The way we are consuming video content is changing, says Andy Rogers, MD etv online…
This year we are reaching the convergence ‘nirvana’ and for those of us who have been involved in the digital revolution for the last 10 years or so this cannot come too soon. The acid test for all uptake of technology is whether your mother has heard of it, and I can confirm that my mum has not only heard of iPlayer, she uses it every week on her PC.
With access to video content becoming prevalent across devices, producers are starting to think about formatting their content at the production stage to cater for these screen sizes and technical constraints. This is made easier still with initiatives from the likes of Adobe who provide software that encodes on the fly, dependant on the devices, giving us the best possible experience for our particular situation on any Flash-enabled device.
It would appear however that most content producers are missing a trick; providing the same content across a number of devices is great, but we tend to have different time, environmental or technical constraints imposed on us depending on where and how we are accessing this content. We also all fall into a demographic that dictates how and when we can consume video-based entertainment, infotainment or education content. These things make us unique and a lot of work has been done in the web world to allow us to change the way we interact with text and image-based information via web 2.0 and web 3.0 enabled websites and portals so why not with video content?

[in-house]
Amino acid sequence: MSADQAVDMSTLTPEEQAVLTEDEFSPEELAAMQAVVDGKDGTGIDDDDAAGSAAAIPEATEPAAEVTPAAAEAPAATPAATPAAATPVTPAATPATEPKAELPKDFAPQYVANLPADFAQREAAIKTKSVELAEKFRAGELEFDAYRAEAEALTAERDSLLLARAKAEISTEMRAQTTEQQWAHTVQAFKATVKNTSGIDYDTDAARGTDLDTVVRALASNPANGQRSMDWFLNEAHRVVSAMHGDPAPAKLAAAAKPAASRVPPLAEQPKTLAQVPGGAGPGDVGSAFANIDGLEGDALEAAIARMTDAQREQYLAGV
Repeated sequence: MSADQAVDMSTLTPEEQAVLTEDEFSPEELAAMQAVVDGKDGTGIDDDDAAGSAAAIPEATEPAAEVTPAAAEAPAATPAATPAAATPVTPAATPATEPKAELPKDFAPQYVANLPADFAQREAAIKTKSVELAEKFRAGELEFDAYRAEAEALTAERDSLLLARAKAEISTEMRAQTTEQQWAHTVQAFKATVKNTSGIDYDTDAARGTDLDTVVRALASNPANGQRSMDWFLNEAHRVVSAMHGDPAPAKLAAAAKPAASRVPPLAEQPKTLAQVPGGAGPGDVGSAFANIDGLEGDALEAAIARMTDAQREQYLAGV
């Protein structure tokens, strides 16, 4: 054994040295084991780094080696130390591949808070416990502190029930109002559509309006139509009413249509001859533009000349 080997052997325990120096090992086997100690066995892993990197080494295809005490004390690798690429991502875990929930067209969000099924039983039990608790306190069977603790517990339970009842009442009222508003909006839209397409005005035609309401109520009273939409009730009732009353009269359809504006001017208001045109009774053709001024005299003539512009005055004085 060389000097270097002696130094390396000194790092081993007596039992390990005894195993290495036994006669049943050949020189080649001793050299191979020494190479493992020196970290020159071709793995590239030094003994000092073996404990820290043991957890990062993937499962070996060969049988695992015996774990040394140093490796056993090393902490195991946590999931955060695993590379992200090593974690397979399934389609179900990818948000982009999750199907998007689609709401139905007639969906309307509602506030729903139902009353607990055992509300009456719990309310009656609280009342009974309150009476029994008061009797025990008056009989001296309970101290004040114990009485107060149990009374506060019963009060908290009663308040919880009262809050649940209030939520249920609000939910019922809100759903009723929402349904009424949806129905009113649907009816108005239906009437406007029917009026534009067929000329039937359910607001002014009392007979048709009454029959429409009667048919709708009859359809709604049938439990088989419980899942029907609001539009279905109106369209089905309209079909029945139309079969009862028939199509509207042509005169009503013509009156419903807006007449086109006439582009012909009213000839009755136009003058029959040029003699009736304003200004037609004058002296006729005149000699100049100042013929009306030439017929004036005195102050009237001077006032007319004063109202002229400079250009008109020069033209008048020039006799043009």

As content producers and strategists in the area, we are beginning to look at the opportunities to create themes and creative which work across devices and can be monetised accordingly. The YouTube Susan Boyle fiasco is a good example of how necessary this is for broadcasters today. New devices should not just offer the same linear experience, but should provide additional or contextual content catered to meet individual’s needs wherever and whenever they are viewing. This can be done in a number of ways, but it is important that the producers and creatives understand the technical constraints, and understand the pace of access across to the 2ft-to-10ft range of interaction.
By tailoring the content and associated interaction to the device, it’s possible to form a content campaign where it is possible to create far greater recognition, brand loyalty and uptake. Revenue opportunities (something which all broadcasters have more than a passing interest in these testing economic times) can also be maximised, by focussing the content on device – specific interaction, for example prompting mobile users to text a short code before moving onto one of a set of tailored outcomes.
As technology drives audience fragmentation, we must adopt this approach, not only to satisfy consumer demand, but also to be able to finance compelling content production that fits with the habits of the new viewing audiences. Pretty soon single screen commissioning will look very old-fashioned.